Creating libraries

Using qi_create_lib will make sure that:

  • If the library is static, it is generated in build/sdk/lib
  • If the library is shared, it is generated in build/sdk/bin on Windows, and in build/sdk/lib on linux
  • The install rules are created accordingly
  • On linux, -fPIC is used so that you can use the static library inside a shared library
  • On mac, the install name dir is set to @executable_path/../lib

You can change this behavior using various NO_ arguments to qi_create_bin (for instance NO_FPIC , NO_INSTALL ...), or simply call set_target_properties yourself

The library will be:

  • built as a shared library on UNIX
  • built as a static library on Windows

You can can set BUILD_SHARED_LIBS=OFF to compile everything in static by default.

Installing

Using qi_install functions will make sure that:

  • You will get an error if the files you want to install do not exist at configuration time, not at install time.

Exporting targets

The export() and install(EXPORT ...) command do exist in standard CMake but they are a bit clumsy to use.

(See qi_stage_lib versus export for details)

In qibuild , you have a much nicer API


             
              qi_stage_lib(world)

qi_use_lib(hello world)

             
            

Using qi_use_lib in conjunction with qi_stage_lib work in any of the following cases:

  • world and hello are both targets in the same project
  • world and hello are two targets in two different projects in the same worktree (providing a small configuration file)
  • world is a package in a toolchain
  • world is a library that has been found by a custom qibuild module in cmake/qibuild/modules/world-config.cmake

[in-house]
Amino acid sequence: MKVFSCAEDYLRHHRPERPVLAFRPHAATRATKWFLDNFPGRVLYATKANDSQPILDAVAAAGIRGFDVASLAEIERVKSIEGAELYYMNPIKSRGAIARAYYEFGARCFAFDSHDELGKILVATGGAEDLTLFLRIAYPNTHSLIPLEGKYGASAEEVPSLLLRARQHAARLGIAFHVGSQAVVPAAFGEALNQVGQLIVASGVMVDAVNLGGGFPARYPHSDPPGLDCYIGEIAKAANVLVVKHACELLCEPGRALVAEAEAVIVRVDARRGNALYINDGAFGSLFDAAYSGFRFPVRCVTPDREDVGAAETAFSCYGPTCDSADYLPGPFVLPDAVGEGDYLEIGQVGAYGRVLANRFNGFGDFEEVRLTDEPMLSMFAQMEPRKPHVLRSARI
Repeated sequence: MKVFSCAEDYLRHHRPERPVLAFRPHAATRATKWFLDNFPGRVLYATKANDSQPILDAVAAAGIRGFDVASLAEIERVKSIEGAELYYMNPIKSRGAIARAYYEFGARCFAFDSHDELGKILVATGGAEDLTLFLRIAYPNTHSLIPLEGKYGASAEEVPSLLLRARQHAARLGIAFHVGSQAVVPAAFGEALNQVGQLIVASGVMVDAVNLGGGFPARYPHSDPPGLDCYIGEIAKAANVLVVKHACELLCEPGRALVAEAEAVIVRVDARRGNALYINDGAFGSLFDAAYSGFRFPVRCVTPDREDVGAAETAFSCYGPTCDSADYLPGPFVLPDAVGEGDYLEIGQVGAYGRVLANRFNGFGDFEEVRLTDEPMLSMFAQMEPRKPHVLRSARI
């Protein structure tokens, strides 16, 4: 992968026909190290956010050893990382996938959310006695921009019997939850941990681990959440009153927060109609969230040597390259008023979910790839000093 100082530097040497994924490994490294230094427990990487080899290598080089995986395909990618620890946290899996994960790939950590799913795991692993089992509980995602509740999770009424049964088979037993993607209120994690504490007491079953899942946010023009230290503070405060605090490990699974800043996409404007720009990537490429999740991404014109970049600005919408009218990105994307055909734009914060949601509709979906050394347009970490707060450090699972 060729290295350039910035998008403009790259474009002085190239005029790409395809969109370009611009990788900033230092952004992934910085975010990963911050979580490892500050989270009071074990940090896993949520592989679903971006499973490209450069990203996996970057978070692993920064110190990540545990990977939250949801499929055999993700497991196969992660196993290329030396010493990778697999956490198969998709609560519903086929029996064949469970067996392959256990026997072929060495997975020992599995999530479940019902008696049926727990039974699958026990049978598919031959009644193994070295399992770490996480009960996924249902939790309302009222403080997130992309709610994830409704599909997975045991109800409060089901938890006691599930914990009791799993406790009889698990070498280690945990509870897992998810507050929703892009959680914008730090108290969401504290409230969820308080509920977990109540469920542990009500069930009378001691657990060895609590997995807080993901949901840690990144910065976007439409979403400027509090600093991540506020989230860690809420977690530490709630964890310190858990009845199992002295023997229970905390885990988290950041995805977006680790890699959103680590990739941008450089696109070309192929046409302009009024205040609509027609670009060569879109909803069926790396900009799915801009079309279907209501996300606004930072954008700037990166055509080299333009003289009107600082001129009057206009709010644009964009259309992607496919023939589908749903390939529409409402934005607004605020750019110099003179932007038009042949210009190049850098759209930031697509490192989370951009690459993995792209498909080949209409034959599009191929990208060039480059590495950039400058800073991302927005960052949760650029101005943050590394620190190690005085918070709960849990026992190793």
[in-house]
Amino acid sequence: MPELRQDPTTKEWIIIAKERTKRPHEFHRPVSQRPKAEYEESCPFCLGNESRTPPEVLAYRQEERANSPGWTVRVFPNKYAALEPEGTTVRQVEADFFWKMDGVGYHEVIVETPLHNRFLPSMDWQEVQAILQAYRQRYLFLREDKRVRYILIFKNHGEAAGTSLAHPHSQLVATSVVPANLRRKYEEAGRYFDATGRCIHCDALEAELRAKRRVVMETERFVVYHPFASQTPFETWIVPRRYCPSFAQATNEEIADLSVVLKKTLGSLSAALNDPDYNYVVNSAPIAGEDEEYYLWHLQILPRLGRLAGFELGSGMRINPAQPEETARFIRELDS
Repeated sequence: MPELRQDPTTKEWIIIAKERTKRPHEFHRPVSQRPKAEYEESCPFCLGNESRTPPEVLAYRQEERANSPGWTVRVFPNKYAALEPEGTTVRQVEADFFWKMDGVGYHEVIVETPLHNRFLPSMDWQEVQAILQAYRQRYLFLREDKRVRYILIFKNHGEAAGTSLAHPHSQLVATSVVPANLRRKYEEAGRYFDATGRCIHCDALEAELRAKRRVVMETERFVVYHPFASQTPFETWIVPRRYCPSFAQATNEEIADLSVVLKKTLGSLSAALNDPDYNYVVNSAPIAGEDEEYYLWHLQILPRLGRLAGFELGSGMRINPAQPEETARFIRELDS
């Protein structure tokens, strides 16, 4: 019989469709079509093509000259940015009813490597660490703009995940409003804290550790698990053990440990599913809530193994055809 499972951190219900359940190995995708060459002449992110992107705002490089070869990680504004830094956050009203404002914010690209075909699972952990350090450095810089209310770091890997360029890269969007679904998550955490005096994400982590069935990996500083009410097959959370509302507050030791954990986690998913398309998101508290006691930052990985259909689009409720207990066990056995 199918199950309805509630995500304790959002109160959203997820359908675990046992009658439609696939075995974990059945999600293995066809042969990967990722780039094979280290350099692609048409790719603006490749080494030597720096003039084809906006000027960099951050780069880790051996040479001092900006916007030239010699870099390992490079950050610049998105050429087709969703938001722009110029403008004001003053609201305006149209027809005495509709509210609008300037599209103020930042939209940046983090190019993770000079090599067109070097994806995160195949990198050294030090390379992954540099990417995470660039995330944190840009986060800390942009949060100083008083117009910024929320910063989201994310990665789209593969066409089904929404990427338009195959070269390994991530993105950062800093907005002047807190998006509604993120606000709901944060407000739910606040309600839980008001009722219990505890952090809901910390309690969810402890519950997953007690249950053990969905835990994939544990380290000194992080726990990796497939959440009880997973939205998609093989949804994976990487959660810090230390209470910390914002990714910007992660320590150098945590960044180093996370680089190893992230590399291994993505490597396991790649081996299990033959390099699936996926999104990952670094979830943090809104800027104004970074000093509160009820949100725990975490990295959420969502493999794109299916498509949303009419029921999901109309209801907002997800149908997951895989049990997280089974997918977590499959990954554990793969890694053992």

• world is a library installed on the system that has been found by an upstream CMake module in /usr/share/cmake/modules/FindWorld.cmake

Plus, qi_use_lib will export sane defaults for you:

  • include directories will be set to the last call to include_directories
  • WORLD_DEPENDS will be set using the call to qi_use_lib(... world)

And still, you will be able to stage different include directories or dependencies if you want.

Even better, you can still use standard CMake code:


             
              find_package(world)

include_directories(${WORLD_INCLUDE_DIRS})

add_library(hello)

target_libraries(hello ${WORLD_LIBRARIES})

             
            

You do not need to read the world-config.cmake because you know the exported variables will always have the same name: <target>_INCLUDE_DIRS and <target>_LIBRARIES

qitest versus CTest

See Note for CTest users

qi_stage_lib versus export

You may wonder why qi_stage_lib does not use export .

There are several reasons but the main reason is that we did not like the idea of the “global CMake package registry”.

One workflow we needed to support since the beginning was to be able to use the same worktree to compile for two different targets (say linux64 and cross-compiling)

Also, export does not work that well when you want to work with several versions of the same target (say master and a release-1.12 branch).

You can kind of solve that using version numbers (in a FooConfigVersion.cmake ) for instance, but that’s a bit clumsy too.